| 21 May 2024, Tuesday |

Can Lebanon’s economic ruin be reversed? Bahaa Hariri is counting on it

By Alicia Buller

As Lebanon battles ongoing economic devastation, billionaire businessman Bahaa Hariri has openly backed a civic plan for the country’s path to recovery.

Hariri, son of assassinated Lebanese Prime Minister Rafik Hariri, told Arabian Business he is backing Sawa Li Lubnan (Sawa) – a group that is mobilising citizens to campaign for meaningful reform in Lebanon to crush corruption and deliver economic prosperity.

Hariri, who has thus far steered away from politics – unlike his brother Saad who was the country’s PM until the 2019-2020 protests – quashes reports that he is angling to become the country’s next prime minister.

“Political office is not for me,” the 55-year-old construction magnate said, adding that Sawa is “working independently” for change.

Sawa’s grassroots movement aims to create a non-sectarian system, end corruption, restore economic growth, empower a new generation of leaders, strengthen the legal system and restore sovereignty.

The group has 20 full-time staff and an advisory board of 20 peers, as well as a network of 200 volunteers across eight Lebanese regions. Sawa represents all regions and religious affiliations and brings together industry experts from diverse backgrounds.

According to Sawa’s agenda materials, Lebanon is in “economic freefall” and “if we dodge the fundamental issues that have led us to this disaster, Lebanon and our children’s futures will be destroyed”.

Reversing economic collapse

“The economy has completely collapsed… this is the worst crisis Lebanon has faced in 160 years,” Hariri said. “Something has to be done to try and make a change.”

According to the latest World Bank Lebanon Economic Monitor (LEM), the economic and financial crisis is likely to rank in the top ten, possibly top three, most severe crises episodes globally since the mid-nineteenth century.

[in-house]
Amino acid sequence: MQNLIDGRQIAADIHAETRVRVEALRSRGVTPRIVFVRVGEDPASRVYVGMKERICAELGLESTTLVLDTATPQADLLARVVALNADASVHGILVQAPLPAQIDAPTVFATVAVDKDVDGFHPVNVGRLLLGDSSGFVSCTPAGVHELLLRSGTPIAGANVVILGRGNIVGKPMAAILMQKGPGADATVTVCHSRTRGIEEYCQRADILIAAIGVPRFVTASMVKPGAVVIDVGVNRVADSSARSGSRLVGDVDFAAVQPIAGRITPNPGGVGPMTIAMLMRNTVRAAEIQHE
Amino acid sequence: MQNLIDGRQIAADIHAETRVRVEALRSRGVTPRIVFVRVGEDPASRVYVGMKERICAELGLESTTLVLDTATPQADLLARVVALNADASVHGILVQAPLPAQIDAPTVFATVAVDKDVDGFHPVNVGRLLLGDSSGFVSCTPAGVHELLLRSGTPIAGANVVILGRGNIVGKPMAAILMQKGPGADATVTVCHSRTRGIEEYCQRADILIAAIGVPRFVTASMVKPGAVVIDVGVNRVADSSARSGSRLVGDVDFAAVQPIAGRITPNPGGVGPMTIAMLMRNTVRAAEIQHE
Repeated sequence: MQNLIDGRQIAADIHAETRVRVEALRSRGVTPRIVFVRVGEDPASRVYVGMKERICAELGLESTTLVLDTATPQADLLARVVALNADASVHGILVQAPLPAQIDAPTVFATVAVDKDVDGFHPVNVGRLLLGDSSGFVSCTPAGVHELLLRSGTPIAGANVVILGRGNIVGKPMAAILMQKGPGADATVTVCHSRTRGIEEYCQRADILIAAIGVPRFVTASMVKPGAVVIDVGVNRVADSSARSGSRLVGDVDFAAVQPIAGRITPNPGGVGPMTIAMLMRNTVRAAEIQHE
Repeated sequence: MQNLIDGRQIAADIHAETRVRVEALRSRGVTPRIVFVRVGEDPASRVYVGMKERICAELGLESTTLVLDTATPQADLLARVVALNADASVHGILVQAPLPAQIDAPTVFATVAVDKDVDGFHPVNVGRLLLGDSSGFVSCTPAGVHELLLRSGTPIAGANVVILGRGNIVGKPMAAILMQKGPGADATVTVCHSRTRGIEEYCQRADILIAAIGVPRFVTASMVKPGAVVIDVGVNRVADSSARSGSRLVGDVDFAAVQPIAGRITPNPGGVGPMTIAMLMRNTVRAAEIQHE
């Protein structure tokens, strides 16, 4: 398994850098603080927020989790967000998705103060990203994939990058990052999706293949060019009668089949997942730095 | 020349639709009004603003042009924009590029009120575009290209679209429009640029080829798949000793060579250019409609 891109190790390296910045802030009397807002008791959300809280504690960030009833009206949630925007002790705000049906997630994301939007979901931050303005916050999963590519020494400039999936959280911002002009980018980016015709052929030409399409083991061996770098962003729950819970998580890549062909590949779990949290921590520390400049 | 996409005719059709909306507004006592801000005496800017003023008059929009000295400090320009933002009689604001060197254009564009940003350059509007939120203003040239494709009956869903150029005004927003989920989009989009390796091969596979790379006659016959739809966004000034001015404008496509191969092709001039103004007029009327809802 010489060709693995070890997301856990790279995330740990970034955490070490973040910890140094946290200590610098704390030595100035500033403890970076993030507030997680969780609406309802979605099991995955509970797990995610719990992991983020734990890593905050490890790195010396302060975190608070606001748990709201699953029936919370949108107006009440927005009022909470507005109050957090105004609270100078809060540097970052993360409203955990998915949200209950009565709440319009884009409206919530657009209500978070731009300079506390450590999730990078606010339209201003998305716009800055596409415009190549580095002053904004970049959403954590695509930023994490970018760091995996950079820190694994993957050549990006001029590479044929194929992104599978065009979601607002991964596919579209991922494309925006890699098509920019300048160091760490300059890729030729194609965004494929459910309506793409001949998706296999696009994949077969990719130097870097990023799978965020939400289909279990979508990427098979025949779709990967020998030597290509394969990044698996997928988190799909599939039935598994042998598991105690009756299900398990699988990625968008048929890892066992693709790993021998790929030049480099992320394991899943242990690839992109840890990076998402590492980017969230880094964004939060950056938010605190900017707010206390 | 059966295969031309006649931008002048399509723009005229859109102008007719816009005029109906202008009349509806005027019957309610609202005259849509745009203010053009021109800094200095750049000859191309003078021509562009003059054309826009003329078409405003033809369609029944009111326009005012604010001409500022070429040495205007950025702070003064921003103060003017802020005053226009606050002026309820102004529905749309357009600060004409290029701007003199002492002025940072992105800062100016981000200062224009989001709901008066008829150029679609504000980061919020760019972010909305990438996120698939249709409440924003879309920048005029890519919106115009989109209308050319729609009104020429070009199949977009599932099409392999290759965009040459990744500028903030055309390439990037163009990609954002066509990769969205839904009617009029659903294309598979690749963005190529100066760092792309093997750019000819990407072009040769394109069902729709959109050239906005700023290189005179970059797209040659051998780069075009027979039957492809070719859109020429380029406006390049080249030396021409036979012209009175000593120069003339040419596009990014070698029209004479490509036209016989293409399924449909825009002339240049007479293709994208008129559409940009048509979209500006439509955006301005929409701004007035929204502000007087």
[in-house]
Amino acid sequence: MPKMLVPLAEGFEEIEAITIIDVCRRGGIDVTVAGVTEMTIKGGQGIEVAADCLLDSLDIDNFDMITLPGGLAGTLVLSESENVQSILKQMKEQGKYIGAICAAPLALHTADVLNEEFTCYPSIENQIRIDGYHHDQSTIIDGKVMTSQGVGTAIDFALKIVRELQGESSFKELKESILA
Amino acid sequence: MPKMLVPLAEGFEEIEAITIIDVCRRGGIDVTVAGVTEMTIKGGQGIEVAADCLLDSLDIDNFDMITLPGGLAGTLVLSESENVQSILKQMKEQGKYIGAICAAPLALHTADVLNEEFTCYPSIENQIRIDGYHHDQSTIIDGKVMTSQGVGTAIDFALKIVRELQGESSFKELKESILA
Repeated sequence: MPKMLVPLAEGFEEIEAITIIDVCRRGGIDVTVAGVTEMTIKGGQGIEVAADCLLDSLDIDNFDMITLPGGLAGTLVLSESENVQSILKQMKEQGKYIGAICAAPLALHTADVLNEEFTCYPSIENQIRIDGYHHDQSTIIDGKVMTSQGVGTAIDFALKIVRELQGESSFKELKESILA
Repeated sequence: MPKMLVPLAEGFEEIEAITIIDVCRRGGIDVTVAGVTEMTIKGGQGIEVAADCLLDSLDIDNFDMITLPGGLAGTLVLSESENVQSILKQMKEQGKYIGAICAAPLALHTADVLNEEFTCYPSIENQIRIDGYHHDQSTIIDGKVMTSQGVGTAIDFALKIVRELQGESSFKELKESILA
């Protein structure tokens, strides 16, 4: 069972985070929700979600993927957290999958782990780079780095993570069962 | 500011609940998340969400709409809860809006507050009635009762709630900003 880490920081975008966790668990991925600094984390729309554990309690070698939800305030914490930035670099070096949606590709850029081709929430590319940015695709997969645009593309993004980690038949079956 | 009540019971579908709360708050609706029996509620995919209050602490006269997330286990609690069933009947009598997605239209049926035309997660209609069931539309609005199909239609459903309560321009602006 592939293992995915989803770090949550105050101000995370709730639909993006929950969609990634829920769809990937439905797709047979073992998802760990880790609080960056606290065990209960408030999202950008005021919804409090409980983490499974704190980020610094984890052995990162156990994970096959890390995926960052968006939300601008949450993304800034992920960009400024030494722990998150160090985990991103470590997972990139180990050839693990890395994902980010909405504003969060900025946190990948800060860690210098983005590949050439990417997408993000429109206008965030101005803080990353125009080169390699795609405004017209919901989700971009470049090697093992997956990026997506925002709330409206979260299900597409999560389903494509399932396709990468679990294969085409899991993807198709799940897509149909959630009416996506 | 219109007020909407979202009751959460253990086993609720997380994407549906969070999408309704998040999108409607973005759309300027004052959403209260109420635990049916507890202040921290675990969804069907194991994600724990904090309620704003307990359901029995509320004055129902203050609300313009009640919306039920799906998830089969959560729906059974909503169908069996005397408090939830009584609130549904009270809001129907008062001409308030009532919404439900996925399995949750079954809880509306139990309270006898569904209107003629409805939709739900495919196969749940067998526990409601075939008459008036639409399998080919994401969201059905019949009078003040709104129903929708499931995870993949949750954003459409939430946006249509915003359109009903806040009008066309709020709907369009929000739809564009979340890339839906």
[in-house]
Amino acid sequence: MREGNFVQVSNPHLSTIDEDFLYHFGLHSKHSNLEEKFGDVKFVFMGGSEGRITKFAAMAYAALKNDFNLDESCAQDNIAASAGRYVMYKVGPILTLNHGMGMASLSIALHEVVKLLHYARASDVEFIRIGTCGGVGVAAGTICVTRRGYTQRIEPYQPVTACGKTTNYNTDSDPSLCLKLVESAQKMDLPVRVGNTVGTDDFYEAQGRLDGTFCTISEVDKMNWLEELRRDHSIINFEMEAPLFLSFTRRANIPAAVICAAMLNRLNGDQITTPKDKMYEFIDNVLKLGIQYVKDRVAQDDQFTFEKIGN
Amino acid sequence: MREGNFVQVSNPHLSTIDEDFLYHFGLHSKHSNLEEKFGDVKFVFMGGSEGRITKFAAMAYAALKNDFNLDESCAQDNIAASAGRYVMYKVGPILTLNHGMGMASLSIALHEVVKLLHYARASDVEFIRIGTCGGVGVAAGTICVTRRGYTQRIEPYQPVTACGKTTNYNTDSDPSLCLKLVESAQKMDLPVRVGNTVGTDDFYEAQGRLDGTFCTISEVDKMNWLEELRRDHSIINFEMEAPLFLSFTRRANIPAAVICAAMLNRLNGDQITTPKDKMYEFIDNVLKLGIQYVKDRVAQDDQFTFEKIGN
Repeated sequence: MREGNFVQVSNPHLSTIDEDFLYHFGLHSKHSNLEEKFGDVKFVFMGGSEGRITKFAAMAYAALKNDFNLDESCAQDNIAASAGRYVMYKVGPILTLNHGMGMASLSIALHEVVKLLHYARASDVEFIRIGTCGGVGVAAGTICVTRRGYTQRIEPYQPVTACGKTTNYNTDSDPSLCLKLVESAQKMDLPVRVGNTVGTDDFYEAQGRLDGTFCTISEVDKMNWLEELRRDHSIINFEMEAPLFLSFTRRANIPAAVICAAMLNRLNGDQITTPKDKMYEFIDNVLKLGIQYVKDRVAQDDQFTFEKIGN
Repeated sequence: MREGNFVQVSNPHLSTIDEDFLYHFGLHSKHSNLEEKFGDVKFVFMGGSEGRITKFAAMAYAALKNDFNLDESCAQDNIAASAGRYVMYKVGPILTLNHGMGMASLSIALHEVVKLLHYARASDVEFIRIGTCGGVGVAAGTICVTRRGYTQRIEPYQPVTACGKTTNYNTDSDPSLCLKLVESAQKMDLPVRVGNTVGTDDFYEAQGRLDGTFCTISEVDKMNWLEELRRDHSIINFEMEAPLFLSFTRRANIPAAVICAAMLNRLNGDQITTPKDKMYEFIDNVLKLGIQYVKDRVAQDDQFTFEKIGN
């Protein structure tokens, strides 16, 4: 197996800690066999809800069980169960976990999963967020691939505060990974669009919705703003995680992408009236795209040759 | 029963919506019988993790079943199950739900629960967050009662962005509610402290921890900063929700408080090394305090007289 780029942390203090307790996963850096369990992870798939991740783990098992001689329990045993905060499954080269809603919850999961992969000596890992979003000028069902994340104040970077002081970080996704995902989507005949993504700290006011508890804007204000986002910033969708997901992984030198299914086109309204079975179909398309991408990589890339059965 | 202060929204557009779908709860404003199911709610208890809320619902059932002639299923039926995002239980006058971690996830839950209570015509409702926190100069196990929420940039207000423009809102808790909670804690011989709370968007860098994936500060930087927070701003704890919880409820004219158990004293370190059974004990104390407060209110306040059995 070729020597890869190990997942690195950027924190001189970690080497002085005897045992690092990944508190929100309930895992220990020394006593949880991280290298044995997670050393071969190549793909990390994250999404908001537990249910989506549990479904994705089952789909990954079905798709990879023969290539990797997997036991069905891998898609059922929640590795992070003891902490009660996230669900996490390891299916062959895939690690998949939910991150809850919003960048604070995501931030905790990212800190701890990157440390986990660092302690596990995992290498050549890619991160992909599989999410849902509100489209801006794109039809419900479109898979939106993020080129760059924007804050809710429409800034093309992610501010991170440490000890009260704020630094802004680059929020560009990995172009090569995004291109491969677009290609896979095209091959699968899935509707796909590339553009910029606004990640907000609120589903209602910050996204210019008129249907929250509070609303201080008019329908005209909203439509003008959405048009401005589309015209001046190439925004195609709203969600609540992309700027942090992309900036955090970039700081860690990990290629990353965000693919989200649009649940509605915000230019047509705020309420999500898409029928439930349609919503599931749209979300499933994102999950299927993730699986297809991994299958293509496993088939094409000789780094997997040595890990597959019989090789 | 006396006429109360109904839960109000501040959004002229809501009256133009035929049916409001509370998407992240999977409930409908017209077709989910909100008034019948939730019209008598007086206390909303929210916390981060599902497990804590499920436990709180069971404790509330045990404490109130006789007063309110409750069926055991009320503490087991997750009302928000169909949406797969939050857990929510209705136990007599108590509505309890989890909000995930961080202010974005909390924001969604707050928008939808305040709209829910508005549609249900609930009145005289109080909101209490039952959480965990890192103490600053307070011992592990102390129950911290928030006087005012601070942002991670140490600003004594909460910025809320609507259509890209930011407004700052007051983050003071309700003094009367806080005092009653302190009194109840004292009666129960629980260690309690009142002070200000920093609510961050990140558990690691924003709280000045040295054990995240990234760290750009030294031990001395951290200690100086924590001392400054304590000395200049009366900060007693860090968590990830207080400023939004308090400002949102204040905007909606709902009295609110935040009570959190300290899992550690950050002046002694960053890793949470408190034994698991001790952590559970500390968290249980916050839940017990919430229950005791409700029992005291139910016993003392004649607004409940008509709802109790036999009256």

“In the face of colossal challenges, continuous policy inaction and the absence of a fully functioning executive authority threaten already dire socio-economic conditions and a fragile social peace with no clear turning point in the horizon,” the report notes.

Lebanon’s GDP plummeted from close to $55 billion in 2018 to an estimated $33bn in 2020, while GDP per capita fell by around 40 percent in dollar terms, said the World Bank. The effect on prices have resulted in surging inflation, averaging 84.3 percent in 2020.

The businessman said Sawa would be carrying out its advocacy on television, social media and in real life communities.

Crushing corruption

Hariri said stamping out corruption is his first priority.

“We need to reach by consensus across the board to crush corruption… it’s endemic and it’s killing the private and public sector. To gain a thriving economy we need to address many points such as debt restructuring and a single convertible exchange rate.”

The international businessman recommended revisiting the implementation of the Tiaf Accord – an agreement that provided the basis for ending Lebanon’s civil war in 1989. “It’s part of the Lebanese constitution and we need to separate religion from politics. We need change now.”

Hariri, who has been based in London for 37 years, said that Lebanon’s significant international diaspora “would not accept any international band aid”.

“They need to seriously change to take Lebanon seriously… they are not willing to invest anymore,” he said.

“A lot of work has to be done across our board which is cross-sectarian. There is no other way. Lebanon is like a mosaic.”

An accomplished businessman, Hariri founded Horizon Group Holdings in 2002, a property investment and development company, with operations in Lebanon, Jordan and Saudi Arabia.

Hariri sold his stake in family-owned construction company Saudi Oger to Saad in 2008.